Mighty Fine is Anything But

In a film meant to examine family mental abuse, Mighty Fine is seriously lacking in the qualities necessary to produce any kind of dramatic impact, let alone empathy. Instead of insight or understanding into an unfortunate and all too common condition, the audience is left wondering why stars Andie MacDowell and Chazz Palminteri felt compelled to portray such average everyday folk suffering from nothing more than what appears to be a domestic rough patch and a case of living beyond ones means.

Set in the early nineteen seventies, Mighty Fine features Palminteri as Joe Fine, a Jewish Brooklyn businessman who moves his family to New Orleans in order to be closer to his manufacturing plant. However, Joe is the type of patriarch who doesn’t bother to tell his family anything until it happens. This includes buying a fancy house with all the trimmings. It’s hardly unusual for the time period that Joe makes the decisions and everyone is expected to fall in line. But the script and the filmmaker make a big deal about this being standard operating procedure for the Fine household. The all too serious voice over (provided by the adult voice of the youngest daughter) keeps implying that Joe’s behavior is based less on a macho attitude and more on some sort of disorder, one that’s highly volatile and potentially dangerous. At least that’s what we’re told.

Outwardly, Joe just seems to be a guy trying to keep up with the Joneses, thereby placing himself under a lot of stress, which naturally worsens when his business begins to fail. This is certainly not earth shattering, making the conflict between Joe and his family nothing unusual and lackluster at best. Heck, my own family experienced the very same thing and there was a lot more daily fallout involved. And even though the voice over routinely states that the tension created by the father is very bad, the action does not support this assertion (certainly noting like at my own house). If anything, the small family appears to be like any other going through tough times. So get over it, already!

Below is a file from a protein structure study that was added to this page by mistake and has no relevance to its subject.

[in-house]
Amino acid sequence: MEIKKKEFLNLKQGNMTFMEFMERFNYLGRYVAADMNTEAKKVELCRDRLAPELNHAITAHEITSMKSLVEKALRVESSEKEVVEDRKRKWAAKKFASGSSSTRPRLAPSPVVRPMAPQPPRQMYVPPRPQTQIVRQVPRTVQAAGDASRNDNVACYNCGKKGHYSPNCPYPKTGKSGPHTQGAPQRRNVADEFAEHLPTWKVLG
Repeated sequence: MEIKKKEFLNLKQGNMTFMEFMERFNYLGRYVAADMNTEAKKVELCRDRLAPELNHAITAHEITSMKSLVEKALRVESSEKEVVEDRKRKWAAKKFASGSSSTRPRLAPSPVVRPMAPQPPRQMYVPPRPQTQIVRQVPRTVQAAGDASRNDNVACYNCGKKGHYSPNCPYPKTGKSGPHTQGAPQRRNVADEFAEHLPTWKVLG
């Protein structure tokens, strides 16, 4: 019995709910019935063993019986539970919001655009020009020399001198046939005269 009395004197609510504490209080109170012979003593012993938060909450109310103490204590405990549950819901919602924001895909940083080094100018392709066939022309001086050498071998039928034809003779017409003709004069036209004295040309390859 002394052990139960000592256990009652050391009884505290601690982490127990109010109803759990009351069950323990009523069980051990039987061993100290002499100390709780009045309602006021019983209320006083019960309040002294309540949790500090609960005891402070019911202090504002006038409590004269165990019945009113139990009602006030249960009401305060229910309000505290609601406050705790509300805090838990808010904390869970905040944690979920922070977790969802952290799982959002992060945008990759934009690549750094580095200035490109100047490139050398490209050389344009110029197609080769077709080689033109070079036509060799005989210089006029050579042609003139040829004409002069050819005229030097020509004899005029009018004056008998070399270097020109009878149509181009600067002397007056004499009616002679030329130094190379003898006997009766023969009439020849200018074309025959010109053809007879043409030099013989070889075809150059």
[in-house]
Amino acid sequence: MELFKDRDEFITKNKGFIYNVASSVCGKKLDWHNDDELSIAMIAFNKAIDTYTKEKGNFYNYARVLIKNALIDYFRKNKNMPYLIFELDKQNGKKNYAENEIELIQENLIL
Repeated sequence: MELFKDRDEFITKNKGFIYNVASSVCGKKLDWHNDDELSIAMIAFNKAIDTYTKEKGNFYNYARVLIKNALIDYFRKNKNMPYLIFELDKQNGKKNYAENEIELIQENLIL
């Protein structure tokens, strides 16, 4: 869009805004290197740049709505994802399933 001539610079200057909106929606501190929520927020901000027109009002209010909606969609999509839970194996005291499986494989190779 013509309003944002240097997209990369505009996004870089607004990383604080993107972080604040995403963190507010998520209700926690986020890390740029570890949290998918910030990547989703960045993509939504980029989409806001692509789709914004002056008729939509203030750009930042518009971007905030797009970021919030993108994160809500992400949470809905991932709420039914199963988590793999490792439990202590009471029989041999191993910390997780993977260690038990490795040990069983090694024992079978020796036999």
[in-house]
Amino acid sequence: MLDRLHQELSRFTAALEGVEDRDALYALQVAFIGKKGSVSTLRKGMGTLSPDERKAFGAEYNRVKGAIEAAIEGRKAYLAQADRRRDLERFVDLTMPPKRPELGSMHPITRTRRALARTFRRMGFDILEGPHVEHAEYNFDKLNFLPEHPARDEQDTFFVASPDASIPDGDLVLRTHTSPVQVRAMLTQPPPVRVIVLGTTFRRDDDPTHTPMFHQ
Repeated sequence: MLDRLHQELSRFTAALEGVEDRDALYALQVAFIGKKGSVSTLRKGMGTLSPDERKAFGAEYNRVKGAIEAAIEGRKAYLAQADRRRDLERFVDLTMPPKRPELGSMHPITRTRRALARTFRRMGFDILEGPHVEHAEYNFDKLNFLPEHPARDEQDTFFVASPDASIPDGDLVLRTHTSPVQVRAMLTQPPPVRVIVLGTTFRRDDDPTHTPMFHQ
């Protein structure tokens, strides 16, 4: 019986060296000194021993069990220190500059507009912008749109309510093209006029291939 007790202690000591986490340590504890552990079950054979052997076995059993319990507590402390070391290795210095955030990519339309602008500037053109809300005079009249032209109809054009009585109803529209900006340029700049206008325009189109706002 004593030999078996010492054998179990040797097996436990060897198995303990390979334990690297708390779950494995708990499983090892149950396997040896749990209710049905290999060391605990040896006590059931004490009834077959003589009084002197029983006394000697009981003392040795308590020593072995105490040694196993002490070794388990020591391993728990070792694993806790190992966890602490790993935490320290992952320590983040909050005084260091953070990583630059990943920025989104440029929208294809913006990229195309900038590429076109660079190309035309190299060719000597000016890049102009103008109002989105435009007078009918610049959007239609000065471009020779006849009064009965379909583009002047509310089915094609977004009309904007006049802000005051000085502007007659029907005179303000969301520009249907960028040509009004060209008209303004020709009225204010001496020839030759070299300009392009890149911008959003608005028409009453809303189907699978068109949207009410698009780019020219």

MacDowell does do a decent job of portraying Joe’s meek, polish immigrant wife who continually tries to keep the peace, although the routine gets tiresome. MacDowell’s real life offspring, Rainey Qualley plays the eldest daughter who is nothing more than a typical bratty, teenager who thinks of nothing but how events affect her social life. She’s a beautiful and capable actress, but both the script and the director let her down by giving her nothing more than a barely two-dimensional character with which to work. Likewise, Jodelle Ferland is extremely likable as the youngest child, a shy tomboy who puts her thoughts into writing, ostensibly creating the voice over of the film. However, the climax for each of these women is, well, un-climatic.

Although Palminteri is given a couple of potentially powerful moments with Joe (both involving guns) they just don’t come off. So MacDowell’s moment of resolve is subsequently diluted, and comes off kind of silly with its overblown presentation. It’s a situation of too little too late, but accompanied by a lot of bells and whistles (literally). Qualley as the eldest daughter also has a parallel moment with a boyfriend that hits the nail way too precisely. And Ferland as the youngest daughter is given the painful duty of summing up the story through a poem she reads at an awards ceremony. For what it’s worth she does a good job, but it’s hardly worth anything.

What bugs me the most about Mighty Fine is the missed opportunity. Having experienced a similar upbringing I know what the filmmakers were going for, and that’s why it’s so disappointing that they didn’t even come close to satisfactorily representing that on screen. Maybe it’s the inexperience of a first time director, or the fault of a sub-par script. Either way, Mighty Fine serves as a mere stepping-stone in the resumes of all those involved.